6) Pulbrook says the film "digs beneath the stereotypes to reveal the basic humanity of the... protagonists and transcends the tragedy of their pasts and speaks of optimism, possibilities and tolerance." And yet, by deploying the Holocaust in the way that he has, failing in any meaningful way to factor in the context of Palestinian dispossession and occupation, and falling back on the Hollywood cliche of the Palestinians as irrationally angry, dyed-in-the-wool, anti-Semitic terrorists who wreak havoc on Israeli Jews and non-Israeli Jews alike (even those, heaven forbid, who live in faraway Melbourne), he's built stereotypicality into the very foundations of the film.
7) Pulbrook says also that "[w]e were careful not to take sides and worked closely with Palestinian and Jewish communities to ensure a balanced point of view." With respect to working closely with members of the Palestinian community, I simply don't believe him, and challenge him to produce his alleged Palestinian consultants. That, as he also claims, he liaised closely with the Jewish Holocaust Museum and interviewed Holocaust survivors I can believe.
Finally, a word on actor Firass Dirani, who plays the Palestinian terrorist Sadiq. Granted that young Australians of Arab origin (Dirani was born here of Lebanese parents) who happen to be aspiring actors may well find it more difficult to obtain film roles than actors of Anglo-Australian background, the question still needs to be asked: what self-respecting person of Arab origin, with even a modicum of understanding of what is going on in the Middle East today, could possibly stoop to aid and abet that demeaning Hollywood stereotype, the Arab terrorist?
Quite frankly, the deracinated Dirani obviously has no idea what he's doing:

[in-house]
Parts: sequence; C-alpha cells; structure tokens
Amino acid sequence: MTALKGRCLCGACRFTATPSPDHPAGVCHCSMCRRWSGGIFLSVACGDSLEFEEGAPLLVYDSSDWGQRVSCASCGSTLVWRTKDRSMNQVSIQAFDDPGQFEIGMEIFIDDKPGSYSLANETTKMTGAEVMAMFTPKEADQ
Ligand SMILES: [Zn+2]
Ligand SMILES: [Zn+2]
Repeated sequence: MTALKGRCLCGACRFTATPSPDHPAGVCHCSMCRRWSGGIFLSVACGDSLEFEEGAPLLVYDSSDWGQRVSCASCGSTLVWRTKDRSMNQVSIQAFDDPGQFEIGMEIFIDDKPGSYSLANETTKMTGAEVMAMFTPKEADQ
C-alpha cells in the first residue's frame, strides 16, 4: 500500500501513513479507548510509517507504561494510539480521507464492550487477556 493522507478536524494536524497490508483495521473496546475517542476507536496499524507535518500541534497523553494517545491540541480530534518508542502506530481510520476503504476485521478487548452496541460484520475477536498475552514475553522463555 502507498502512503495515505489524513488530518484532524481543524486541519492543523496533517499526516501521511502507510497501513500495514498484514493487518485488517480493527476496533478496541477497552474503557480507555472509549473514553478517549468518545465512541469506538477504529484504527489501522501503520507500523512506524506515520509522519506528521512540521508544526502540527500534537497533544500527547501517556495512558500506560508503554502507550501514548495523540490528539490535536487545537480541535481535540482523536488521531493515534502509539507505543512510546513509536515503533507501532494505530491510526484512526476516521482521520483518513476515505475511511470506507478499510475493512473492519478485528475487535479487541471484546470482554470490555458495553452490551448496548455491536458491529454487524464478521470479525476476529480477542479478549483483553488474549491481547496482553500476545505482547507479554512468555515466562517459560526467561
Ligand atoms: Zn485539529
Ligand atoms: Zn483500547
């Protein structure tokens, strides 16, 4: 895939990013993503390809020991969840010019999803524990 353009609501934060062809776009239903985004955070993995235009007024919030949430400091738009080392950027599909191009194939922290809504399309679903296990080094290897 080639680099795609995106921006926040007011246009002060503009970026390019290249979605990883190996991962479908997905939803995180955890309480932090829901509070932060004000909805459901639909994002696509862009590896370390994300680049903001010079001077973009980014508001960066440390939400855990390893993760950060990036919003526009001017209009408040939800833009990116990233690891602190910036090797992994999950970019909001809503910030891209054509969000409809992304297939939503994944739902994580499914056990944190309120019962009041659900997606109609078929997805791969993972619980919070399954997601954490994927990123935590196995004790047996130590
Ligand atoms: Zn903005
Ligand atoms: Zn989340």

"Firass Dirani... took the role, he says, precisely because 'it scared me', and he relished the challenge of 'creating the journey of the character, and pulling it off convincingly'. Dirani, whose background is Lebanese, had to adopt a Palestinian English accent, learn Arabic phonetically, and most of all, work on the physical and psychological drama of what happens to Sadiq over a short space of time... The other challenge, he says cheerfully, is that he had to grow a beard for the first time. It took a couple of months, and it was like having a pet - 'I shampooed it, I combed it, I fed it from time to time'." (Hostage plot twist still under wraps, Philippa Hawker, Sydney Morning Herald, 3/12/11)
Nor does it appear that he even knows what a stereotype is:
When asked if he worried about being stereotyped playing violent, Middle Eastern characters, Dirani answered: "You've got to outperform the stereotype and maybe they'll give you a chance to spread your wings." (Firass Dirani aims to make killing in Hollywood, Herald Sun, 13/2/12)
Outperform the stereotype?! Have you ever heard such nonsense?
Finally, as if the thought of Last Dance packing them into Australia's cinemas isn't galling enough, add the fact that Award-winning director Julian Schnabel's powerful exploration of the Palestinian tragedy, Miral (2010), has to date been totally ignored by Australian distributors.